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In the Moods, is written in clear, everyday language geared to the individual who is struggling with bipolar disorder and substance addiction.
The authors begin by speaking to the person struggling with this dual diagnosis in the first person - a useful approach in engaging the reader to consider the implications of a combination of a mood disorder and substance abuse problem.
The book is written from an Adlerian perspective maintaining it is the individual's creative power in forming lifestyle scripts before the age of four that determines the eventual degree of participation in life's responsibilities. Discouragement and increased feelings of inferiority along with predisposing biological and environmental shapers can also play a role in this dual diagnosis resulting in emotional reactivity, cognitive style and the choice of affect over logical thinking.
The authors contend that an integrated treatment approach is necessary: crisis intervention, possible medication (mood stabilizers), group therapy in a biopsychosocial recovery program, participation in a 12-step program, and cognitive therapy will all help the individual suffering with this dual diagnosis. One of the cornerstones of Adlerian therapy is offering the individual encouragement to participate to a greater degree in the five life task areas (self, work, love, social and spiritual).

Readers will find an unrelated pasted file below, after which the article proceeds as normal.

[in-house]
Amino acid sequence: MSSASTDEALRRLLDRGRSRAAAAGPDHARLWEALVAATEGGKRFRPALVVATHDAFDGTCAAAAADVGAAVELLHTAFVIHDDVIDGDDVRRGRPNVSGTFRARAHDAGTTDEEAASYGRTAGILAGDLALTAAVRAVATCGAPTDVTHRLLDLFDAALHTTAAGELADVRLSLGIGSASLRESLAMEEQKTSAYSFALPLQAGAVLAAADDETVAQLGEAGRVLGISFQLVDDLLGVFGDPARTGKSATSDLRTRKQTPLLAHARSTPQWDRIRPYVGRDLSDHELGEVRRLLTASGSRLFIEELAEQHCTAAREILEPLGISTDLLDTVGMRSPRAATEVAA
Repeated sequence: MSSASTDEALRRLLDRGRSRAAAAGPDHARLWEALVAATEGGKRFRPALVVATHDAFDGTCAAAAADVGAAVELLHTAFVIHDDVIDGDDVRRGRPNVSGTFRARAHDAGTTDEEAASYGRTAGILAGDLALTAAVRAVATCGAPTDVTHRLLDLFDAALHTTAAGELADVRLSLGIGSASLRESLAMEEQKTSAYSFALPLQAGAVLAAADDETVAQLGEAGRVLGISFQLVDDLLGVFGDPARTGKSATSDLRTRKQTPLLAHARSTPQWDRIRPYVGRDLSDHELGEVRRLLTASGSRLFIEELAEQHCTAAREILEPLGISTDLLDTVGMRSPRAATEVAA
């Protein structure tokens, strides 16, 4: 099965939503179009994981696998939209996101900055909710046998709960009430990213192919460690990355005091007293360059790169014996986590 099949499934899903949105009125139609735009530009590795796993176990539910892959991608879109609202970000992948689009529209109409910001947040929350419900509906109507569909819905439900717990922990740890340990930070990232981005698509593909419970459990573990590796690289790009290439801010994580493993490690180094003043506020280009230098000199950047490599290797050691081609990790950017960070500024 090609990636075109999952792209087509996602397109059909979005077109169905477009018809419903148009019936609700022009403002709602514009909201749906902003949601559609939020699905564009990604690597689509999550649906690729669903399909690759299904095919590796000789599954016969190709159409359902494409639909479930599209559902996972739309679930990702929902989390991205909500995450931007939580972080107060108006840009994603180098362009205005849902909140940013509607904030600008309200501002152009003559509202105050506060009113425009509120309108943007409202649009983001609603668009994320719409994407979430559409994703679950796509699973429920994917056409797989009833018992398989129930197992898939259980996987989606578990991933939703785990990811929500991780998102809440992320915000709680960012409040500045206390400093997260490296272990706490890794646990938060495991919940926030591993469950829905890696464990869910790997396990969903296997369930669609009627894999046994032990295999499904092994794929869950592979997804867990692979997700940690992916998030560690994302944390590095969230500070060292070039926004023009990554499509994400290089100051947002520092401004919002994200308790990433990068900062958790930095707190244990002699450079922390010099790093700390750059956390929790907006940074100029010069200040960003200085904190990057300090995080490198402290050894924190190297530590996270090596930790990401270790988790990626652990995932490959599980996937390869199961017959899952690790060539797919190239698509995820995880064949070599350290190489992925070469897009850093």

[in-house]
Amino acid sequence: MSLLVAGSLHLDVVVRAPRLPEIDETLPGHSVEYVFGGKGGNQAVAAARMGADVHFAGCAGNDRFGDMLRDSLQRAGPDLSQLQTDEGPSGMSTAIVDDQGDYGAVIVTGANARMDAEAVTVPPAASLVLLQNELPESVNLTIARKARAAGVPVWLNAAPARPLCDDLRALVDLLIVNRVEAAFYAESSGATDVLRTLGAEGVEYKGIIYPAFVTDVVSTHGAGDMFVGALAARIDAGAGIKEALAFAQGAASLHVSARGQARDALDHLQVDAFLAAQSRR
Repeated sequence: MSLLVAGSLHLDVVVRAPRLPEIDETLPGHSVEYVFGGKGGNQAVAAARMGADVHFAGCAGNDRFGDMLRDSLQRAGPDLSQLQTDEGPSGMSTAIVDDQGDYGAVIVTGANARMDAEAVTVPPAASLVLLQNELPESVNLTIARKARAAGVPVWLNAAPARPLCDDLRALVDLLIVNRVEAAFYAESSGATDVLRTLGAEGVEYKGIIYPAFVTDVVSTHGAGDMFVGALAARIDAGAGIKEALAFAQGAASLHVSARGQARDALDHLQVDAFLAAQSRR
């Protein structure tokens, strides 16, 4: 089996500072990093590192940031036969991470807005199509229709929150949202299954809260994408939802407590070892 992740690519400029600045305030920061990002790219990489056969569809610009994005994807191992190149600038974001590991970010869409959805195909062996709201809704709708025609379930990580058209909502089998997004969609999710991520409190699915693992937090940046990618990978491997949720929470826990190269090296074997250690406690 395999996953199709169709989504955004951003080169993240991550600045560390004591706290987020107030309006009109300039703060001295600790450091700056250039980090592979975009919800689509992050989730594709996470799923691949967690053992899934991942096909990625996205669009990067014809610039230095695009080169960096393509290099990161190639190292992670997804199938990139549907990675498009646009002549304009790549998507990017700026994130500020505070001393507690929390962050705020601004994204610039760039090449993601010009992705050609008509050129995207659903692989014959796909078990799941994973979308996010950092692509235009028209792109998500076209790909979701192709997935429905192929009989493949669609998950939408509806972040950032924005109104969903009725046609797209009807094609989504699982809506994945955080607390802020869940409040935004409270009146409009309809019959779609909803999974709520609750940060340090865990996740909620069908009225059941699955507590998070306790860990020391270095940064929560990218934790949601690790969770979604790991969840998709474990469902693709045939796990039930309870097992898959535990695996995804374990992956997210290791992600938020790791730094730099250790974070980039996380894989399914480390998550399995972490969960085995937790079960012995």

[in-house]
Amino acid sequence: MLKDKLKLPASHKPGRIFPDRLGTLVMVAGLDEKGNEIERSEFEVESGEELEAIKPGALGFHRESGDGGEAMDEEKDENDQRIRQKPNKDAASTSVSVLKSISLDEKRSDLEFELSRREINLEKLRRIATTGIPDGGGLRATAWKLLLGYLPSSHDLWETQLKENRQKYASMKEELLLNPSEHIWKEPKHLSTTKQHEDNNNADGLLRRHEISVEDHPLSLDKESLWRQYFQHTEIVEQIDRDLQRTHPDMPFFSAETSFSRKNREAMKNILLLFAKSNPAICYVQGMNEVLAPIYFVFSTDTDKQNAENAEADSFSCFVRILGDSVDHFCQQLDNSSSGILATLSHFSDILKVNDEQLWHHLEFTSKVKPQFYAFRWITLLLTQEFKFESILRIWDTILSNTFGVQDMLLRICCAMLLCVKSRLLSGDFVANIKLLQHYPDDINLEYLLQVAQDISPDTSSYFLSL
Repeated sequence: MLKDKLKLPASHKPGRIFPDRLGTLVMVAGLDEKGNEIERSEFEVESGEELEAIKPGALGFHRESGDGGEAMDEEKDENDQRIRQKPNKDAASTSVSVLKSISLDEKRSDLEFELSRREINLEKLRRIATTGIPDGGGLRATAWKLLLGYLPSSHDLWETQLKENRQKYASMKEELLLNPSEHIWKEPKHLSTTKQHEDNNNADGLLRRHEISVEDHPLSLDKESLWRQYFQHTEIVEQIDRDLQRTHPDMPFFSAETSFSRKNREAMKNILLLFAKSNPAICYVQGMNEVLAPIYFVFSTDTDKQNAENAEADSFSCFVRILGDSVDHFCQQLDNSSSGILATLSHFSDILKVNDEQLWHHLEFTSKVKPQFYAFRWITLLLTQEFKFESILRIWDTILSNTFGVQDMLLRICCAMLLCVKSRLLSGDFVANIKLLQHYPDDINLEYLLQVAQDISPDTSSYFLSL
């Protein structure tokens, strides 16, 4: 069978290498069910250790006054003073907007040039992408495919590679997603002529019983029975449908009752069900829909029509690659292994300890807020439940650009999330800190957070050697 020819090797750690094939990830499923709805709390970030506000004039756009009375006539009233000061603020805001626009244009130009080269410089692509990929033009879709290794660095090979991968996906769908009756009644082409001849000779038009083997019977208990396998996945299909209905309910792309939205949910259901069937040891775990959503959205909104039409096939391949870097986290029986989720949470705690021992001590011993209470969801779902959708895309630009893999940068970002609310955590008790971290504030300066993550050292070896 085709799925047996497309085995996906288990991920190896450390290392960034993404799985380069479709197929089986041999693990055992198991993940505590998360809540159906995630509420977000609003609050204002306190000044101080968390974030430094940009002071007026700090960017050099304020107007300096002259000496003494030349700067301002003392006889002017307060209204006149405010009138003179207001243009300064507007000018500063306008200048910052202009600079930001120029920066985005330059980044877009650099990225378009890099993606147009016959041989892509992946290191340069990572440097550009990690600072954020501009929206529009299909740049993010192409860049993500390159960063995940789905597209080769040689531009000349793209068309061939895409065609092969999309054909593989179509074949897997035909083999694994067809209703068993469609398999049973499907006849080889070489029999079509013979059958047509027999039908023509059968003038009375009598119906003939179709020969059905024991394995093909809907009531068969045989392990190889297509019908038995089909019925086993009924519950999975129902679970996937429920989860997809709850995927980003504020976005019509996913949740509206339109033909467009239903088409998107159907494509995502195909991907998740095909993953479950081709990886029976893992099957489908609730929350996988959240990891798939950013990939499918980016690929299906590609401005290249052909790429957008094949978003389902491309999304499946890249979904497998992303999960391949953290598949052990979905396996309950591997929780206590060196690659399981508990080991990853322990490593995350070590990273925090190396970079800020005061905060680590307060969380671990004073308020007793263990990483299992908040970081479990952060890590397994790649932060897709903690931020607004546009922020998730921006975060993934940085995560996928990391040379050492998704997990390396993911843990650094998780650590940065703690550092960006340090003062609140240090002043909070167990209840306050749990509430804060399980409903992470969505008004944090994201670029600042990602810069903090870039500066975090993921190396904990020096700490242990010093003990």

People who have friends or family with a dual diagnosis of bipolar and substance abuse will find an entire chapter addressed to them; the initial stage of denial is discussed and followed by some valuable suggestions on how to cope.
Just the right blend of theory and practical information this helpful and hopeful book is for the person, or family member who needs clearly written and useful information about the dual diagnosis of bipolar disorder and substance dependence.
A short, precise, soft-covered book that is easy to read is a great resource for clients and family members alike - an important addition to your counselling bookshelf.
Private Practitioner’s Chapter of the Canadian Counselling Association Bulletin, November 2004
Cognica (the newsletter of the Canadian Counselling Association), March 2005
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